Build in flexibility wherever possible. Without sacrificing rigor, or going against the grain of your own teaching standards, are there ways to build in some wiggle room for online students? That is a powerful demonstration of your compassion and humanity, especially for those who are juggling a job and family obligations along with their coursework. It shows that you care about them and their success.
Once again this fall, you may be dealing with plenty of students whose preference is for in-person classes. Building in plenty of different options and pathways will help them succeed online. When they see compassion baked into the structure of the course, they will feel supported by you and, therefore, more connected to you.
In practice, that might mean your late-work policy is more forgiving in an online course than in a face-to-face classroom. Instead of a draconian policy that allows no late work whatsoever, consider one that recognizes competing demands on online students’ time and helps them to do the work — the learning — even if it’s not on your preferred timeline.
My favorite way to do that — handing out “oops tokens” — comes from Linda B. Nilson’s powerful book, Specifications Grading: Restoring Rigor, Motivating Students, and Saving Faculty Time. Those get-out-of-jail-free cards give students permission to turn in work late or redo an assignment, no questions asked. I’ve had students use the tokens to deal with disruptions caused by natural disasters, critically ill children, and, in one case, a missing father.
As a faculty member, you will find no better way to connect with online students than by understanding that they have lives outside the LMS, and by building that understanding into your course design.
Create short, authentic videos. In person, students get to know you during those casual conversations before and after class. In online courses, especially those heavy on asynchronous teaching, your students need to see and hear you. Short videos posted on the LMS allow for rich, nonverbal communication in a way that the written word does not. When you create mini-lecture videos, greetings, and announcements, you can maximize the potential of vocal intonations and facial expressions to punch up your message. You can better grab and hold your students’ attention. You can reach out through the webcam to suddenly be present with your online students, wherever they are.
Your videos need not be polished, professionally edited, or overly rehearsed. In fact, students want to see the real you — with a stray hair out of place, a dog barking in the background, or a slight trip of the tongue. Perfection is not the goal; connection is. Not sure how to get started? Check out Karen Costa’s new book, 99 Tips for Creating Simple and Sustainable Educational Videos. It includes QR codes that give you access to sample videos.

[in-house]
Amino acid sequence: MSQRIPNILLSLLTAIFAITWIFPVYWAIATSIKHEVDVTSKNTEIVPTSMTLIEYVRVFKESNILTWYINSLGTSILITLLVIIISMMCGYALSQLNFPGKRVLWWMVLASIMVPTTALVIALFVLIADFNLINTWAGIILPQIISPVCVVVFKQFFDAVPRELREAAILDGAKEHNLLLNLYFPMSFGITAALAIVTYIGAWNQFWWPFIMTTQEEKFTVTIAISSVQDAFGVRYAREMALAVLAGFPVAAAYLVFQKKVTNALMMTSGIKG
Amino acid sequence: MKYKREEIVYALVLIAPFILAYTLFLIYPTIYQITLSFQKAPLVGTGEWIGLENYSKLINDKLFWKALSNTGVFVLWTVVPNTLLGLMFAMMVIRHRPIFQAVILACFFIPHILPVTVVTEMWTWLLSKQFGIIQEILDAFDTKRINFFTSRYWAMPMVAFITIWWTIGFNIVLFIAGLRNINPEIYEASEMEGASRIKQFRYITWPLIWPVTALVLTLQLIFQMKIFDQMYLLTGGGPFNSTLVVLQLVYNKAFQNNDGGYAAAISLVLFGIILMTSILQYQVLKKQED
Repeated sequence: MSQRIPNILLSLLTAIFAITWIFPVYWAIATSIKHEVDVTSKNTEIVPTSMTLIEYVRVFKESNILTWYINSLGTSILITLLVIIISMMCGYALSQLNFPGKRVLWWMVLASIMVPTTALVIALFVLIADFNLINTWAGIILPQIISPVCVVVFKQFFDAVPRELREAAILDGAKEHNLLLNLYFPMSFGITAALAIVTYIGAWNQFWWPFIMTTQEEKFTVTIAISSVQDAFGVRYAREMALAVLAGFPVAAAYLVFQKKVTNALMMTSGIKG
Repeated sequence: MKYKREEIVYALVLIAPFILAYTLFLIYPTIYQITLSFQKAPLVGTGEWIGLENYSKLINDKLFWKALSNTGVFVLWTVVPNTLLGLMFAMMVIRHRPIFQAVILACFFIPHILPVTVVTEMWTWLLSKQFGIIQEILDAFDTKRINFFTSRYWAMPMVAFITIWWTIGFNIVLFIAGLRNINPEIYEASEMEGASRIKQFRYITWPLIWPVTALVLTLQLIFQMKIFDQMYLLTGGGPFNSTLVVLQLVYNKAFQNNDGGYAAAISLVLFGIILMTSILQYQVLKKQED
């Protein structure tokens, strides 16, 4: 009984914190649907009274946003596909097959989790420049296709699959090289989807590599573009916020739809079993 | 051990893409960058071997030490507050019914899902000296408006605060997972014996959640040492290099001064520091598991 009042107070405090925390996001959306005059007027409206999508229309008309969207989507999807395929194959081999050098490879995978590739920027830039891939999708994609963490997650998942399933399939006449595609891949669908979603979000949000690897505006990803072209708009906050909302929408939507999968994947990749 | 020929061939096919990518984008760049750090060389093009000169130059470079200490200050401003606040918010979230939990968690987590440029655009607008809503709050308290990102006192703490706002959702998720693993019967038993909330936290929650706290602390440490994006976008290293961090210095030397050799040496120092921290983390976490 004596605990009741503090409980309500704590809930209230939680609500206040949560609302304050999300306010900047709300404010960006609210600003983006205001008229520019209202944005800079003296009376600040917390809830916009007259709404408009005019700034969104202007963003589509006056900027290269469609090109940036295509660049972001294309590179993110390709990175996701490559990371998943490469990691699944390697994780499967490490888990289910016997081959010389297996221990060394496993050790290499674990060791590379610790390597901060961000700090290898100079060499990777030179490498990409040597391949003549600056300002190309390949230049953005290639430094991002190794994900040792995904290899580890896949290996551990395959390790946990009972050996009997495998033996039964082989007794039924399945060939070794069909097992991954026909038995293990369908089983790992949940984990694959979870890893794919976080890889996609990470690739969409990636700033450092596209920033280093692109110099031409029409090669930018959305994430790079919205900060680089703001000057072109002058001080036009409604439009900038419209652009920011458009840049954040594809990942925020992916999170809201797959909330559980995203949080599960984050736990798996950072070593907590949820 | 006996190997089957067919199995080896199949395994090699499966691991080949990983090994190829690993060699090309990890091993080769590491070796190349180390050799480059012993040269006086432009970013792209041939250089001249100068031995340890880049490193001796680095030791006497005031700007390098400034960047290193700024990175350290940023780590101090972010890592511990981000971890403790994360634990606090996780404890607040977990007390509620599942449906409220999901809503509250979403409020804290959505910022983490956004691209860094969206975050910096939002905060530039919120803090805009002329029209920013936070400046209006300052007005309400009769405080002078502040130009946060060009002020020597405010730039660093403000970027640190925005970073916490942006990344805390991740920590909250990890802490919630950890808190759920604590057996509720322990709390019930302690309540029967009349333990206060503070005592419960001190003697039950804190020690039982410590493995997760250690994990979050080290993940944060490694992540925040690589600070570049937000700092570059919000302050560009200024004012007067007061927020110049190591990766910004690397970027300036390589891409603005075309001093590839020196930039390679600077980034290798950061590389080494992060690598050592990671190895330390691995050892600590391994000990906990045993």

Communicate. Intentionally. A lot. Just like your students, you will have unexpected challenges, major and minor, arise from time to time. Is grading an assignment taking longer than you thought it would? Send a quick announcement to update students on your timing. Did your child care fall through this week? Are you sick in bed, unable to dredge up the energy to interact online? Does your mother need your time and attention after an illness? Tell your students. Say when you hope to be back in the online saddle.
In a physical classroom, you would mention any of those problems if they were going to affect your ability to teach class. Do the same online. How much detail you choose to share is up to you, but show your online students the same basic courtesy as you would in person.
Your students are anxiously awaiting your feedback, guidance, and instruction. They will understand when life happens, as long as you let them know.
Be vulnerable. Above all, connect with students online this fall by letting them see you’re not perfect. Still learning how to teach online? Invite them into your journey. Ask them what works. What could you do better? When you’re willing to learn from, and with, students, you model a sense of humility, a desire to improve, a willingness to change your mind. I can’t think of a better lesson to teach in today’s increasingly contentious world.
Treat online students with respect and compassion — treat them like the people they actually are — and they will blossom. They’ll respond by giving you and your course more of their time and energy, too. And that will result in better, more engaging online classes in which you and they will thrive.
Flower Darby is an assistant dean of online and innovative pedagogies at Northern Arizona University and an instructional designer. The views expressed here are her own and do not represent any institution. She’s the author, with James M. Lang, of Small Teaching Online: Applying Learning Science in Online Classes.